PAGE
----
Translate

6/02/2012

Beautiful Alaska

Alaska is a land of superlatives. It’s the largest state in America, home to the tallest mountain in North America (Mount McKinley) and more glaciers than people. Alaska has the longest coastline in the country and the most hours of daylight in summer months. The state is known for its wild seafood, spectacular wildlife and the Alaska Highway.

 In winter, ski resorts featuring downhill and Nordic trails will charm and challenge even the most accomplished adventure enthusiast. The dancing lights of the aurora borealis, also known as the northern lights, provide an awe-inspiring experience for travellers from around the world.
Denali National Park
More then 650 species of flowering plants as well as many species of mosses, liches, fungi, algae, and others grace the slops and valleys of Denali. Only plants adapted to long, bitterly cold winters can survive in this sub arctic wilderness. Deep beds of intermittent permafrost - ground frozen for thousands of years - underlie portions of the park and preserve. Only the thinnest layer of the topsoil thaws each summer to support life. 
After the continental glaciers retreated 10,000 to 14,000 years ago, hundreds of years were required to begin building new soils and to begin the slow process of re-vegetation. Denali's lowlands and slopes consist of two major plant associations, taiga and tundra.
Taiga, a Russian word for northern evergreen forest, describes the scant tree growth here near the Arctic Circle. Much of the park and preserve's taiga lies in valleys along the rivers. White and black spruce, the most common trees, are interspersed with quaking aspen, paper birch, larch, and baslam poplar. Strands of deciduous trees occur along streamside gravel bars or where soils have been disturbed by fire or other action. Woods are frequently carpeted with mosses and lichens. Many open areas are filled with shrubs such as dwarf birch, blueberry, and a variety of willow species. The limit of tree growth occurs at about 2,700 feet in the park and preserve. For comparison, the elevation at the park hotel is 1,750 feet. Above the tree limit, taiga gives way to tundra.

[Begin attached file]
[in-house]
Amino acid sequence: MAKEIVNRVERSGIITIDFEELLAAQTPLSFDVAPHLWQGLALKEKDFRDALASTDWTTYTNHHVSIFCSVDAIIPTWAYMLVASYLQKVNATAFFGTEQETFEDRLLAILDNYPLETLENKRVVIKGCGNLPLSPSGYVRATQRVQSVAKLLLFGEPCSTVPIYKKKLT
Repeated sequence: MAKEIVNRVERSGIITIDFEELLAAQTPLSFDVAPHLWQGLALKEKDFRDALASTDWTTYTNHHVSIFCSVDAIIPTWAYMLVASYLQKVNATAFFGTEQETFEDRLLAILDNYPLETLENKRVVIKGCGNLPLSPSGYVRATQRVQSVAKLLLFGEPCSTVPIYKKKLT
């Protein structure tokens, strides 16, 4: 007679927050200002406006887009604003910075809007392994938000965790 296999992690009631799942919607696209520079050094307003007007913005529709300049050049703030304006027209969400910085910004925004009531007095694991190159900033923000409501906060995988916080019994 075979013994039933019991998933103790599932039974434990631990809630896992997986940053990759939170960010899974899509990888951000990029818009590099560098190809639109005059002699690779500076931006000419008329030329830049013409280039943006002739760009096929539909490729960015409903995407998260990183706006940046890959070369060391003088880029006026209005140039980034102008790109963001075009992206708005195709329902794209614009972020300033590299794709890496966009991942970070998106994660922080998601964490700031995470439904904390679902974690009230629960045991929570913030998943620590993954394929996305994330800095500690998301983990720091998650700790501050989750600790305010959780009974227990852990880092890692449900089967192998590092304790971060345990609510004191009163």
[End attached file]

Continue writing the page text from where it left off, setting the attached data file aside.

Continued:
Tundra is a fascinating world of dwarfed shrubs and miniaturized wildflowers adapted to a short growing season. There are also two types, moist tundra and dry tundra, with myriad gradations in between.
Moist tundra varies in composition: some areas contain tussocks of sedges and cottongrass; others contain dwarfed shrubs, particularly willows and alders. Plants of the dry tundra occur above shrubline. There, meadows abound. Higher up the mountain slopes close to 7,000 feet, complete plant cover yields to scattered patches amidst barren rock. These tiny highland plants grow closely matted to the ground, creating their own livable microclimate. Mountain avens, dwarf fireweed, moss campion, dwarf rhododendron, and forget-me-not (Alaska's state flower) dot the rocky landscape offering stunning summer displays of delicate blossoms. Although small in stature they loom large in importance because their nutrients provide food that sustains even the largest species of park wildlife.
Sit back and enjoy our Denali National Park video. Sample a taste of the many tours and attractions Denali National Park has to offer such as... wildlife viewing, Mt. McKinley, hiking, dog sled demonstrations, rafting and flightseeing. The video ends with a few shots from the south side of Denali Park including nearby Talkeetna, a riverboat trip and the Talkeetna Alaskan Lodge